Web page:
LORD  BYRON  and  his  TIMES
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The Life of Lord Byron
Chapter XIV

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Leave Joannina for Prevesa.—Land at Fanari.—Albania.—Byron’s character of the inhabitants.

Having gratified their curiosity with an inspection of every object of interest at Tepellené, the travellers returned Joannina, where they again resided several days, partaking of the hospitality of the principal inhabitants. On the 3d of November they bade it adieu, and returned to Salona, on the Golf of Arta; where, in consequence of hearing that the inhabitants of Carnia were up in arms, that numerous bands of robbers had descended from the mountains of Ziccola and Agrapha, and had made their appearance on the other side of the gulf, they resolved to proceed by water to Prevesa, and having presented an order which they had received from Ali Pashaw, for the use of his galliot, she was immediately fitted out to convey them. In the course of the voyage they suffered a great deal of alarm, ran some risk, and were obliged to land on the mainland of Albania, in a bay called Fanari, contiguous to the mountainous district of Sulli. There they procured horses, and rode to Volondorako, a town belonging to the vizier, by the primate of which and his highness’s garrison they were received with all imaginable civility. Having passed the night there, they departed in the morning, which proving
bright and beautiful, afforded them interesting views of the steep romantic environs of Sulli.

Land of Albania, where Iskander rose,
Theme of the young, and beacon of the wise,
And he his namesake whose oft-baffled foes
Shrunk from his deeds of chivalrous emprise;
Land of Albania! let me bend mine eyes
On thee, thou rugged nurse of savage men!
The Cross descends, thy minarets arise,
And the pale crescent sparkles in the glen,
Through many a cypress grove within each city’s ken.

Of the inhabitants of Albania—the Arnaouts or Albanese—Lord Byron says they reminded him strongly of the Highlanders of Scotland, whom they undoubtedly resemble in dress, figure, and manner of living. “The very mountains seemed Caledonian with a kinder climate. The kilt, though white, the spare active form, their dialect, Celtic in its sound, and their hardy habits, all carried me back to Morven. No nation are so detested and dreaded by their neighbours as the Albanese; the Greeks hardly regard them as Christians, or the Turks as Moslems, and in fact they are a mixture of both, and sometimes neither. Their habits are predatory: all are armed, and the red-shawled Arnaouts, the Montenegrins, Chimeriotes, and Gedges, are treacherous; the others differ somewhat in garb, and essentially in character. As far as my own experience goes, I can speak favourably. I was attended by two, an infidel and a Mussulman, to Constantinople and every other part of Turkey which came within my observations, and more faithful in peril and indefatigable in service are nowhere to be found. The infidel was named Basilius, the Moslem Dervish Tahiri; the former a man of middle age, and the latter about my own. Basili was strictly charged by Ali Pashaw in person to attend us, and Dervish was one of fifty who accompanied us through the forests of Acarnania, to the banks of the Achelous, and onward to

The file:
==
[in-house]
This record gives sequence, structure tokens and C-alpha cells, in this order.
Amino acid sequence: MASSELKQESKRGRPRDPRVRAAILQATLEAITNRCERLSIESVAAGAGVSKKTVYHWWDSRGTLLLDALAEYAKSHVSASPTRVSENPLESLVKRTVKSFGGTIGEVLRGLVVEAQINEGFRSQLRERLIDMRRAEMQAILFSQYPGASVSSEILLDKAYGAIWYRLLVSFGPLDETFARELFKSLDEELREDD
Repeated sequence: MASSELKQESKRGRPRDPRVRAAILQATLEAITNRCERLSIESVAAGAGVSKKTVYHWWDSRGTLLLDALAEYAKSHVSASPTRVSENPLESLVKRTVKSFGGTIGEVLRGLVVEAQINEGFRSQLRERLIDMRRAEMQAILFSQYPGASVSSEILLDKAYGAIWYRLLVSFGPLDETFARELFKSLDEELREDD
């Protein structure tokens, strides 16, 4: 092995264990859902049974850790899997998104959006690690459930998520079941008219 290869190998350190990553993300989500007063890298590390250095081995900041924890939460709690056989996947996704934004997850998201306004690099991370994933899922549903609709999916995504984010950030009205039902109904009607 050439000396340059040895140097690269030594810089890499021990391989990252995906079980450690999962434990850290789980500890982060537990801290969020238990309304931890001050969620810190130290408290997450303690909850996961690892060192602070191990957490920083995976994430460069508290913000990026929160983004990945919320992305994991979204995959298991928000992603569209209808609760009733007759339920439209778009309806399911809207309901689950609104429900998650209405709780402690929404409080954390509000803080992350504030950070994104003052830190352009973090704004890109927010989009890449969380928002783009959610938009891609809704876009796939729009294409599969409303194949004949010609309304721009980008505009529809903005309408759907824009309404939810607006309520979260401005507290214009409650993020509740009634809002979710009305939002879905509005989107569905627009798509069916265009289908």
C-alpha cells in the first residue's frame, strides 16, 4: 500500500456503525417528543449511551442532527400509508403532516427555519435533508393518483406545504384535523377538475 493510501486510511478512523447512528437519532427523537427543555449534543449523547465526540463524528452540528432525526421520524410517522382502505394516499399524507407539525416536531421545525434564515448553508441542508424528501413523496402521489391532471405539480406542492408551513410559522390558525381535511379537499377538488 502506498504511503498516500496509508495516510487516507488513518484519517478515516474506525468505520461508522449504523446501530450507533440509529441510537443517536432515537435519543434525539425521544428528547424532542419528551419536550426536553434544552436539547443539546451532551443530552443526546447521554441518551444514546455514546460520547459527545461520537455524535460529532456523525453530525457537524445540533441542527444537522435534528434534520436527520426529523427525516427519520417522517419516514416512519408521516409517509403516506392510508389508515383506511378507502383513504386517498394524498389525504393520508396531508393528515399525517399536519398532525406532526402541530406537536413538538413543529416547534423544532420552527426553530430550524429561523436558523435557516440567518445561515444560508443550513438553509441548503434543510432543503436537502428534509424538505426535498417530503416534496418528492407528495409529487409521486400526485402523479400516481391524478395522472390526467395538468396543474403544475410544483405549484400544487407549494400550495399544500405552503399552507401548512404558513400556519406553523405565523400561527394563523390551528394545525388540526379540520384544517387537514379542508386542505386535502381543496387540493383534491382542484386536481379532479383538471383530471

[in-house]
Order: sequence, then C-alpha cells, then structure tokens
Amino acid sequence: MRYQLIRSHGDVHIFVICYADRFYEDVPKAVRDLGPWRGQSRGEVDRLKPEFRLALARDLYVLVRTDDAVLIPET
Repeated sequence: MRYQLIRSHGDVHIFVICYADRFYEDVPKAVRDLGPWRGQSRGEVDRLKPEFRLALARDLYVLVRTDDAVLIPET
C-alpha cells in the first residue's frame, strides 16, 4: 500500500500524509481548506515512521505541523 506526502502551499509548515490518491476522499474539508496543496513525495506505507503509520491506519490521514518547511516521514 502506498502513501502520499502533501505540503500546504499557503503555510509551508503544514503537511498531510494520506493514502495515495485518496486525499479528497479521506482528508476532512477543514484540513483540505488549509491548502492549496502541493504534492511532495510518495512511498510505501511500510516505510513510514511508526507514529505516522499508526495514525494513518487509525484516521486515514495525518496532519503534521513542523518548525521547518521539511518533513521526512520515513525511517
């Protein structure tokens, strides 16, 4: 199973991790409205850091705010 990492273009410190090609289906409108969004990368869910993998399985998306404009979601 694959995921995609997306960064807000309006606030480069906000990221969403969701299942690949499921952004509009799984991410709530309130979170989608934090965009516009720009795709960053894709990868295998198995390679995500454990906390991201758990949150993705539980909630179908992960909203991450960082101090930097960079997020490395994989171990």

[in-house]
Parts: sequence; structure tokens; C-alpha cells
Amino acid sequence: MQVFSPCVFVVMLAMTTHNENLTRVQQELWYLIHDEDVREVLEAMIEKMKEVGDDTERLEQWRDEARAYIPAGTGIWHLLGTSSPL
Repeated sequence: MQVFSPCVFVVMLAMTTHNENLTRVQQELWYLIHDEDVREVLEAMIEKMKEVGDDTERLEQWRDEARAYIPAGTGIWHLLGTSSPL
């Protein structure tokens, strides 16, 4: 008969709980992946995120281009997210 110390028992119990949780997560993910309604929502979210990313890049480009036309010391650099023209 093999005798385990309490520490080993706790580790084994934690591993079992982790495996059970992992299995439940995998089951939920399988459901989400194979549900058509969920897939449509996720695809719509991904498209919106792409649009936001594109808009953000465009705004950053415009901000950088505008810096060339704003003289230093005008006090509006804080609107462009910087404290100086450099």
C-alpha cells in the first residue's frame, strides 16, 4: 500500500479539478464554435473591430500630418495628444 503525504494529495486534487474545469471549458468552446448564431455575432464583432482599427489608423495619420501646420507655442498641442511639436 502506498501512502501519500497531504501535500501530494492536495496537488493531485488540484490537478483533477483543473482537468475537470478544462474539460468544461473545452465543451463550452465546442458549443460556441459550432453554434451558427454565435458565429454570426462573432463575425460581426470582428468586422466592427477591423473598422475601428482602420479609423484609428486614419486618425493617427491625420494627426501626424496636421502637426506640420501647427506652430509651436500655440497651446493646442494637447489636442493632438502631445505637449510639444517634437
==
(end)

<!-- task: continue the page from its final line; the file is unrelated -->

Missolonghi. There I took him into my own service, and never had occasion to repent it until the moment of my departure.

“When in 1810, after my friend, Mr. Hobhouse, left me for England, I was seized with a severe fever in the Morea, these men saved my life by frightening away my physician, whose throat they threatened to cut if I was not cured within a given time. To this consolatory assurance of posthumous retribution, and a resolute refusal of Dr. Romanelli’s prescriptions, I attributed my recovery. I had left my last remaining English servant at Athens; my dragoman was as ill as myself; and my poor Arnaouts nursed me with an attention which would have done honour to civilization.

“They had a variety of adventures, for the Moslem, Dervish, being a remarkably handsome man, was always squabbling with the husbands of Athens; insomuch that four of the principal Turks paid me a visit of remonstrance at the convent, on the subject of his having taken a woman to the bath—whom he had lawfully bought, however—a thing quite contrary to etiquette.